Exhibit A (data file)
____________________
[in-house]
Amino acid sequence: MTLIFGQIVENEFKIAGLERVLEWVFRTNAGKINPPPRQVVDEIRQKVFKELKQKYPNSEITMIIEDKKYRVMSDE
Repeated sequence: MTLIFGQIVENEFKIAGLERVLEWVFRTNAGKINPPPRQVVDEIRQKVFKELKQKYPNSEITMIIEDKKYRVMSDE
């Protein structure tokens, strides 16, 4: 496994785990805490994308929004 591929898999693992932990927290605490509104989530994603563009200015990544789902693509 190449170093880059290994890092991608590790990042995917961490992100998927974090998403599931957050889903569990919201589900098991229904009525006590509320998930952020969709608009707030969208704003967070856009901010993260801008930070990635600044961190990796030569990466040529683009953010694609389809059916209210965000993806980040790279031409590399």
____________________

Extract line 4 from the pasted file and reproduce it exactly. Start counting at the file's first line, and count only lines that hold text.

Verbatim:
């Protein structure tokens, strides 16, 4: 496994785990805490994308929004 591929898999693992932990927290605490509104989530994603563009200015990544789902693509 190449170093880059290994890092991608590790990042995917961490992100998927974090998403599931957050889903569990919201589900098991229904009525006590509320998930952020969709608009707030969208704003967070856009901010993260801008930070990635600044961190990796030569990466040529683009953010694609389809059916209210965000993806980040790279031409590399």